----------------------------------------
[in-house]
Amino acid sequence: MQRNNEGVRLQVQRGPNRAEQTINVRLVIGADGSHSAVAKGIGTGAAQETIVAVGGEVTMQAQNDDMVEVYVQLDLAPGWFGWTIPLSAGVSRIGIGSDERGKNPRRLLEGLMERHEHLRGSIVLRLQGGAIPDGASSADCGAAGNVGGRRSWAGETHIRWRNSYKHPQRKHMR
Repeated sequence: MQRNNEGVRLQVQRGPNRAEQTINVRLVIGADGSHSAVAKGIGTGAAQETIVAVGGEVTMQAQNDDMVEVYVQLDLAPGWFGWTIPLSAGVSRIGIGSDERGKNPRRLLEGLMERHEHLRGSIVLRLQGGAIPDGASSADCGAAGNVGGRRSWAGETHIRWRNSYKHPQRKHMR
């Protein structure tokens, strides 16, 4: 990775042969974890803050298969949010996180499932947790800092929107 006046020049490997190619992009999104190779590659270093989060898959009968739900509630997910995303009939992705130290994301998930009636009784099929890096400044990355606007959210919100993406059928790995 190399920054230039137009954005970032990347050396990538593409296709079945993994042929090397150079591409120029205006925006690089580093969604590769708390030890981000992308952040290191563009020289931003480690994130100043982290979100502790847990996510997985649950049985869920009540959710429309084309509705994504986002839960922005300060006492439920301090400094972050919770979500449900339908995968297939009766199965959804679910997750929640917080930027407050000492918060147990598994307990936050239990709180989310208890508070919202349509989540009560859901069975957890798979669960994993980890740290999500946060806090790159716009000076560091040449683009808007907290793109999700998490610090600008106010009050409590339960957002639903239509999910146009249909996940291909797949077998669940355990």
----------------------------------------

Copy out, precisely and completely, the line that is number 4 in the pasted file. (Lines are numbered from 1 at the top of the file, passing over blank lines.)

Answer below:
């Protein structure tokens, strides 16, 4: 990775042969974890803050298969949010996180499932947790800092929107 006046020049490997190619992009999104190779590659270093989060898959009968739900509630997910995303009939992705130290994301998930009636009784099929890096400044990355606007959210919100993406059928790995 190399920054230039137009954005970032990347050396990538593409296709079945993994042929090397150079591409120029205006925006690089580093969604590769708390030890981000992308952040290191563009020289931003480690994130100043982290979100502790847990996510997985649950049985869920009540959710429309084309509705994504986002839960922005300060006492439920301090400094972050919770979500449900339908995968297939009766199965959804679910997750929640917080930027407050000492918060147990598994307990936050239990709180989310208890508070919202349509989540009560859901069975957890798979669960994993980890740290999500946060806090790159716009000076560091040449683009808007907290793109999700998490610090600008106010009050409590339960957002639903239509999910146009249909996940291909797949077998669940355990």